“So let us (say) some silent prayer, OK,” the Dalai Lama said, “Although, one Buddhist monk grows quite skeptical about the effects of prayer.” Real change required serious action, he said, adding that it was important not to lose “determination or courage.”

“Today, we stand in solidarity with the LGBTQ community. Your grief is our grief. Your outrage is our outrage. We are all one family,” executive director Farhana Khera said in a statement from Muslim Advocates.

“We at HAF (Hindu American Foundation) pray for the families of those lost in this senseless act of terror, along with those who are only just beginning to recover from physical and emotional wounds,” said Nikhil Joshi, Esq., HAF National Leadership Council member based in Sarasota, FL.

“We want to help any which way we can,” said Harjit Singh, a priest at Gurdwara Nanaksar Florida, which caters to the community in Orlando and the adjoining city of Kissimmee. The Sikhs have offered to raise money for food and donate blood for the injured, Singh said. And plans are afoot for a candle-light procession to demonstrate “our support to the community.”

“Such attacks wound our shared humanity and confront us with a stark choice: to mimic the hatred we see or to make a bold commitment to overcome it…the interconnected nature of our world means simply this: we must all become peace-makers now.  For, if we respond to every act of violence with a thirst for yet more violence in revenge, we will undoubtedly succeed in little more than inflicting unspeakable suffering on one another.  There must be a dedication to seeking and building a future in which the chains of suffering and violence are broken.” (Religions for Peace, USA; See additional statements at their website.)

Local Statements:

Council on American Islamic Relations, SF Bay Area
“We join our fellow Americans in expressing our deepest condolences to the victims and their families. We are horrified by this tragedy and encourage all people to donate blood, support the various victims’ funds, and attend vigils in their neighborhoods. We are stronger when we stand together against hate violence” said Executive Director Zahra Billoo.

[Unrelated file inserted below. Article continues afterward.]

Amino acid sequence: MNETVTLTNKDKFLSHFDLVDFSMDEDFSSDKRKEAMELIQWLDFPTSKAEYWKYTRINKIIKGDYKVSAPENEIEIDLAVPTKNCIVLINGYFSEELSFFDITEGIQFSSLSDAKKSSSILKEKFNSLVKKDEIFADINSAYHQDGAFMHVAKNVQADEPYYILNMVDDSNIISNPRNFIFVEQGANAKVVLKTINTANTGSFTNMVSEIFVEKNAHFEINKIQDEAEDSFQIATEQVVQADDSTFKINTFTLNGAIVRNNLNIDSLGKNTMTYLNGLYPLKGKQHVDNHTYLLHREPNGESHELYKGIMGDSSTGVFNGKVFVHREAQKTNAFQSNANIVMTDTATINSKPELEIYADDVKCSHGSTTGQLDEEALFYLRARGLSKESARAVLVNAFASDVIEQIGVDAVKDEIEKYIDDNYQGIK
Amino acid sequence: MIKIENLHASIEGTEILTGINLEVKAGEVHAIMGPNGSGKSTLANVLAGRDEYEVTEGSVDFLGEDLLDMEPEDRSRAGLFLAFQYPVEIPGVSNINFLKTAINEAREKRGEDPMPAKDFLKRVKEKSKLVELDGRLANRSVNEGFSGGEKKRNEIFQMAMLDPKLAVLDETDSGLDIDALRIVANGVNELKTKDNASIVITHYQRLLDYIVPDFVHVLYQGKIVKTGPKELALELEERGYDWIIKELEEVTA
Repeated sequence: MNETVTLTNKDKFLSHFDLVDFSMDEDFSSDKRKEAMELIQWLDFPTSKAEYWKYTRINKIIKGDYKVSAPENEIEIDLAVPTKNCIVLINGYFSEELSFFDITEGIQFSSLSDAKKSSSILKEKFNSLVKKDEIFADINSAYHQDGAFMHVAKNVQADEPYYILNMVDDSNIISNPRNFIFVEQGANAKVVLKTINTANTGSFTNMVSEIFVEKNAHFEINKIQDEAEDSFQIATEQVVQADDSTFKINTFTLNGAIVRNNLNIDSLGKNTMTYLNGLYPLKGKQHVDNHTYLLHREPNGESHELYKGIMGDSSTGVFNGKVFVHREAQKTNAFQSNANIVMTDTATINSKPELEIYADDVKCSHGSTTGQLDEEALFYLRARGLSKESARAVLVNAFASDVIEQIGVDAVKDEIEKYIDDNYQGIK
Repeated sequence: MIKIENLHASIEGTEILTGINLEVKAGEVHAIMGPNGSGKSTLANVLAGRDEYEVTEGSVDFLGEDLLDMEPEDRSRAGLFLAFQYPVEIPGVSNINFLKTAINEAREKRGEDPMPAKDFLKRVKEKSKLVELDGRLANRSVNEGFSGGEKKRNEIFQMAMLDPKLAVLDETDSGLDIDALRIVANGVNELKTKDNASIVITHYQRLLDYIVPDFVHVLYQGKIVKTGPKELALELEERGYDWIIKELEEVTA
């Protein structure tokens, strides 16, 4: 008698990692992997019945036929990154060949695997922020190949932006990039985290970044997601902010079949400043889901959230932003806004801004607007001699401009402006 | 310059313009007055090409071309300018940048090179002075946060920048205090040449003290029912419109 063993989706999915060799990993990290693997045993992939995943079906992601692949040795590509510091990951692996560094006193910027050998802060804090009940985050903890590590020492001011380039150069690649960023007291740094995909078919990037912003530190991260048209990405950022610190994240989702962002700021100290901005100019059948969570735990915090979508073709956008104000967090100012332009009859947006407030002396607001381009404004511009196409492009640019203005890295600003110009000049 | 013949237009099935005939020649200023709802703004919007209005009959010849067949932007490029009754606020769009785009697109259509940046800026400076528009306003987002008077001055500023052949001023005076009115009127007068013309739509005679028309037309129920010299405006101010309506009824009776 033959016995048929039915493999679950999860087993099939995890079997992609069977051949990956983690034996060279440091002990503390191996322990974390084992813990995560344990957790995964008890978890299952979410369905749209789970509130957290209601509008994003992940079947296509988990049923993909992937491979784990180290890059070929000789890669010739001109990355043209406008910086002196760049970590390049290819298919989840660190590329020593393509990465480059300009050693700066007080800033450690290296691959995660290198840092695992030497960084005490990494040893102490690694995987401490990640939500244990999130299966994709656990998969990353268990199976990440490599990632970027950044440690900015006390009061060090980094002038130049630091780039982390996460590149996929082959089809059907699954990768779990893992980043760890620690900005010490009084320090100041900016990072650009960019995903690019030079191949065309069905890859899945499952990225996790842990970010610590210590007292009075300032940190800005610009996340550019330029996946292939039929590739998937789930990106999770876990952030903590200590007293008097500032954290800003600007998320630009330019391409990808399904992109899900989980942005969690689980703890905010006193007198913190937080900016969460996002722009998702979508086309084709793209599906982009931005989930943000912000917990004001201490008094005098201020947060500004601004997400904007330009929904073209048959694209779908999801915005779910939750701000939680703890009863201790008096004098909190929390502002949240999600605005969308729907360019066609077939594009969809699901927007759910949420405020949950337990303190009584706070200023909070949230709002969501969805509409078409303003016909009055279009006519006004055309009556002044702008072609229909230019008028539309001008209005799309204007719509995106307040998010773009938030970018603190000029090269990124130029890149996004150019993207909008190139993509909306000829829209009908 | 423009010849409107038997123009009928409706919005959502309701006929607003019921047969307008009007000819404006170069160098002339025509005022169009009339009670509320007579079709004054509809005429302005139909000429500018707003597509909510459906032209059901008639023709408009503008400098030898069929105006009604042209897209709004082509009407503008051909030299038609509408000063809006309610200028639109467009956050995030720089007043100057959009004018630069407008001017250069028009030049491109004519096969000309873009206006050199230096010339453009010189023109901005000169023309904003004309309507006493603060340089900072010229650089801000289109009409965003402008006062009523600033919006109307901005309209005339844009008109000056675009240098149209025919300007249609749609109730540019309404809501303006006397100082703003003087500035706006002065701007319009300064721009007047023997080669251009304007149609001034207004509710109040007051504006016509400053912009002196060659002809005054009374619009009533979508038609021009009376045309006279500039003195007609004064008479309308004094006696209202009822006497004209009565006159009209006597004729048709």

Pacifica Institute
Our thoughts and prayers are with the victims of Orlando terror and hate attack. We condemn all forms of religious and other forms of extremism that teach hatred and incite violence. However, we need to do more than merely condemning these horrific acts and proactively take steps to counter the “cancer” of extremism.

First, our society as a whole needs to deny the extremist narrative that their actions represent Muslims. It goes without saying that Muslim Americans should promote the peaceful message of Islam.

Our deeds matter more than our words.  We should build institutions and programs to cater to the needs of our youth and provide them opportunities to develop social skills to be productive members of our multicultural society. It is imperative to invest in our youth so that they are driven more by hopes and dreams, not hatred and fear of the others.

MCA Bay Area
We at the Muslim Community Association of San Francisco Bay Area express our horror over the mass shooting at a nightclub in Orlando, FL overnight. We offer our deepest and heartfelt condolences to the families of the victims and pray for quick recovery for those who were injured.

We stand firmly against all forms of violence committed against any group, regardless of religious affiliation, creed, color, or sexual orientation. We condemn such heinous acts by individuals or groups who have no regard for the sanctity of human life.

The right to live free from violence, harassment or intimidation is the most basic human right and must be defended unconditionally.

One Reply to “Responding to Orlando”

  1. Berget Jelane

    Hatred never ceases through hatred, but through non-hatred alone. This is an eternal truth.
    The Buddha

    Reply